DNA A.M.

A Half-Day Primer On Modern Genetics

WHAT PEOPLE SAY

“Thanks! A fantastic session thoroughly enjoyed by our students. They were inspired by the material you covered and continue to talk about it.” 

 

— Mr I. Smith, St Anselm's College, Wirral

Introduction
 

These are exciting times for the field of genetics. The Human Genome Project (HGP) and subsequent research have established that the human genome comprises around 20,000 genes, accounting for around 1.5% of our DNA. However, we are now in the era of post-HGP molecular genetics in which large-scale, big-data international research consortiums such as ENCODE (Encyclopaedia of DNA Elements) are changing the landscape of genetic science. The ultimate aim of ENCODE is to assemble a library of the functional elements in the human genome, ascribing roles to components of what has been traditionally thought "junk DNA". Early findings indicated that over 80% of the genome "is involved in at least one biochemical RNA and/or chromatin associated event in at least one cell type, effectively controlling the expression levels of coding DNA. In years to come, many commentators predict that genomics and proteomics will revolutionise the practice of medicine and dramatically increase our knowledge of preventing and treating many diseases. Genomics will also impact on academic disciplines from the life sciences to economics.

 

This tutorial is thus intended to serve as a comprehensive primer of modern genetic principles applied to medicine and biomedical science, developing knowledge beyond the A-level curriculum. To be considered are important questions and issues that have arisen from recent research, acknowledging the social ramifications for genetic technologies.

 

In addition to reviewing elementary principles of  medical genetics, the tutorial introduces the student to modern theories of disease development, with a focus on cancer genetics and epigenetics. The field of cancer epigenetics is evolving rapidly as a function of advances in our understanding of chromatin structure, transcriptional activity and DNA methylation and these processes will be overviewed. To further emphasise the rapid developments being made, students will learn about new pharmacological epigenetic therapies such as DNA methyltransferase inhibitors. Future treatment and prevention of a large number of genetic diseases will depend on a deeper understanding of the relationship between genes, environment and other disease variables and this relationship will be emphasised.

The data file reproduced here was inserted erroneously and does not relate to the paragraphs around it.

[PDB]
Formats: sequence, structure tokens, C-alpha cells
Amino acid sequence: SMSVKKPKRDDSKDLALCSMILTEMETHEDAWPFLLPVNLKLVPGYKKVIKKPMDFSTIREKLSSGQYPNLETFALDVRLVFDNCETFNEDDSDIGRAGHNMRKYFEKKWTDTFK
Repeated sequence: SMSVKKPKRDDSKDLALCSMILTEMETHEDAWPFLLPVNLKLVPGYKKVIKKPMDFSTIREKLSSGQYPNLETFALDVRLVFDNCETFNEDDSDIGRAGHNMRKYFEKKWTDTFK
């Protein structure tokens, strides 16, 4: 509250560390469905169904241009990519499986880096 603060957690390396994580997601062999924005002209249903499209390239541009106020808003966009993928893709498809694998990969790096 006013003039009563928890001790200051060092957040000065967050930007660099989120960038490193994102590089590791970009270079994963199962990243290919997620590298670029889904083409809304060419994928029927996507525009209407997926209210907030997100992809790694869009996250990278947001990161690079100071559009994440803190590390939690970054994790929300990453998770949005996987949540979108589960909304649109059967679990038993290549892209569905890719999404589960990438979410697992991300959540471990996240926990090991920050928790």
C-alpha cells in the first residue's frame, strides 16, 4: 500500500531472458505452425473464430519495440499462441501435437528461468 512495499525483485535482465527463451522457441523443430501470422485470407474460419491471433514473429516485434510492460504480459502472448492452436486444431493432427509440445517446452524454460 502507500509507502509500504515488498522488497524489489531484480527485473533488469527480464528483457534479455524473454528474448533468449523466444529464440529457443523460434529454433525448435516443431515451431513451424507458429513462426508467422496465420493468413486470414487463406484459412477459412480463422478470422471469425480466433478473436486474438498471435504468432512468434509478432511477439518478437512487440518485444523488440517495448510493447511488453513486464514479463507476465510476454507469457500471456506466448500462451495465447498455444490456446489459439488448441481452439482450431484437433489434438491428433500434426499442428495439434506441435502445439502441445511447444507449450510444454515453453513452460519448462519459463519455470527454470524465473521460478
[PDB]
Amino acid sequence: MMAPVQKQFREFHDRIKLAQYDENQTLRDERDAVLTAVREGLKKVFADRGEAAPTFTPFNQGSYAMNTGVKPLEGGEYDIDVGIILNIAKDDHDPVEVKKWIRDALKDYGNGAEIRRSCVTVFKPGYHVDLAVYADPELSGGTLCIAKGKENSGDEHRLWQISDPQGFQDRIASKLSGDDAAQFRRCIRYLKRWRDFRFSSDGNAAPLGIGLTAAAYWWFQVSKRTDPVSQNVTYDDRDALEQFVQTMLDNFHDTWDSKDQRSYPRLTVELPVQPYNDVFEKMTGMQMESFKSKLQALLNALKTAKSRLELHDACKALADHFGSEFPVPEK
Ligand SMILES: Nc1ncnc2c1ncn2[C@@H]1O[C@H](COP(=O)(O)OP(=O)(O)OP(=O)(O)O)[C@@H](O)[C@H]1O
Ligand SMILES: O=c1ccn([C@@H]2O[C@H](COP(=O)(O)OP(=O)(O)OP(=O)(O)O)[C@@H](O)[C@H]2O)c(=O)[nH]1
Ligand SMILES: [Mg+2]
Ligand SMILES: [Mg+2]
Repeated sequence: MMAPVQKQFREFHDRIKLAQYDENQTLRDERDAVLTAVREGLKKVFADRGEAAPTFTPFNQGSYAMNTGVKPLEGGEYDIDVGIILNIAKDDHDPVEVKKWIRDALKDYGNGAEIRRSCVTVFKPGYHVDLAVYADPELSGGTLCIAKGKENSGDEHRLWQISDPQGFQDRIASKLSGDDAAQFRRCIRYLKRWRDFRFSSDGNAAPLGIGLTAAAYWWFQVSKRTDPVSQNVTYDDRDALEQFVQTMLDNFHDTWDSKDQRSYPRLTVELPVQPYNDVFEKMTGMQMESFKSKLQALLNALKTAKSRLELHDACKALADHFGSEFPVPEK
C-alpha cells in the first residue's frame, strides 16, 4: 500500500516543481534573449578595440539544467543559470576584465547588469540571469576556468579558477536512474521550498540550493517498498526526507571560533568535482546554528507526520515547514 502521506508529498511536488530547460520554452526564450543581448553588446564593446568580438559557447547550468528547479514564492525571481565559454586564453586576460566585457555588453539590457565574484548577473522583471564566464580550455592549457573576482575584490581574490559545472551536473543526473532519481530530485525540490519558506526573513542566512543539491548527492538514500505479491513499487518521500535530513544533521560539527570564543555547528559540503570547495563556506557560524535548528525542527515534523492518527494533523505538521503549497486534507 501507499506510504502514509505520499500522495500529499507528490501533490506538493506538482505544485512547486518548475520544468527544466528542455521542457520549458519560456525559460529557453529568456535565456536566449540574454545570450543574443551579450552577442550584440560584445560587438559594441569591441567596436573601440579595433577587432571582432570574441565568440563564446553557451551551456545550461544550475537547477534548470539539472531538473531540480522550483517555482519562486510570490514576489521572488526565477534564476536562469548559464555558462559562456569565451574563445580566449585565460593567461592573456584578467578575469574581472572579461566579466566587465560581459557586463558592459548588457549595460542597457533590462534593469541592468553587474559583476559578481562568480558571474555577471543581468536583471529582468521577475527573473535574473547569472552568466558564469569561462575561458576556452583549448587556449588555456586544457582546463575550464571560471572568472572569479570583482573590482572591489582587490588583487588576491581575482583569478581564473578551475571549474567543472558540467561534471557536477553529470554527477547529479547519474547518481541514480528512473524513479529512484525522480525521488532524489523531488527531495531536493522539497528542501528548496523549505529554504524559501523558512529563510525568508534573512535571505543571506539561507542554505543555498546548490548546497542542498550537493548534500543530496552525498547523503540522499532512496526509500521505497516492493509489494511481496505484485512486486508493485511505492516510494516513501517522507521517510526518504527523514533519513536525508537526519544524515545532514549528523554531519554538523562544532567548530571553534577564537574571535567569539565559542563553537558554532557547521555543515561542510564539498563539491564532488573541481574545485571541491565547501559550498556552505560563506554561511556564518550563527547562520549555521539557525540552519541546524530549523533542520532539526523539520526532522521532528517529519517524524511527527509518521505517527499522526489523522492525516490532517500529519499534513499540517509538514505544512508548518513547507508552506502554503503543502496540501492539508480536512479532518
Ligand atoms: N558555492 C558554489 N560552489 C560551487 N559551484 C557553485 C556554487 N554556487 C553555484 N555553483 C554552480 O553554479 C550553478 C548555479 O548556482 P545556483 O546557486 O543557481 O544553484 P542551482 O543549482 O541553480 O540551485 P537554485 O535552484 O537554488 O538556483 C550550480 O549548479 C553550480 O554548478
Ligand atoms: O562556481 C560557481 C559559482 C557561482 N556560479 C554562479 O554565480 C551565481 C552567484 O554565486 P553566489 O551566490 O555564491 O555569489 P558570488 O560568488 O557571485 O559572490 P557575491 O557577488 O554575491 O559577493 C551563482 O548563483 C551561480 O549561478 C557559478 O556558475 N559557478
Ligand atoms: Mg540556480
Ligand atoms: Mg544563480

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Which Students Will Benefit From The Tutorial?

 

This tutorial is designed primarily for very able A-level biology students but will also be useful to:

 

  • any AS-level students with an interest in genetics and disease, and emerging scientific and biomedical technologies.

  • those students considering a university degree and/or career in the following subjects:

    Genetics           Biological Sciences       Medicine 
    Life Sciences     Veterinary Science        Psychology

 

The material presented during this tutorial will complement and develop upon topics and issues encountered in biological study.


Aims of The Tutorial
 

There are three main aims to this tutorial:

 

  • to provide the student with an overview of elementary and advanced genetic principles, including contemporary issues and recent developments in epigenetics.

  • to examine various types of genetic and chromosomal disorders, also considering complex genetic disorders.

  • to focus on cancer biology and genetics, providing the student with an insight into gene families and their roles in cellular control processes.

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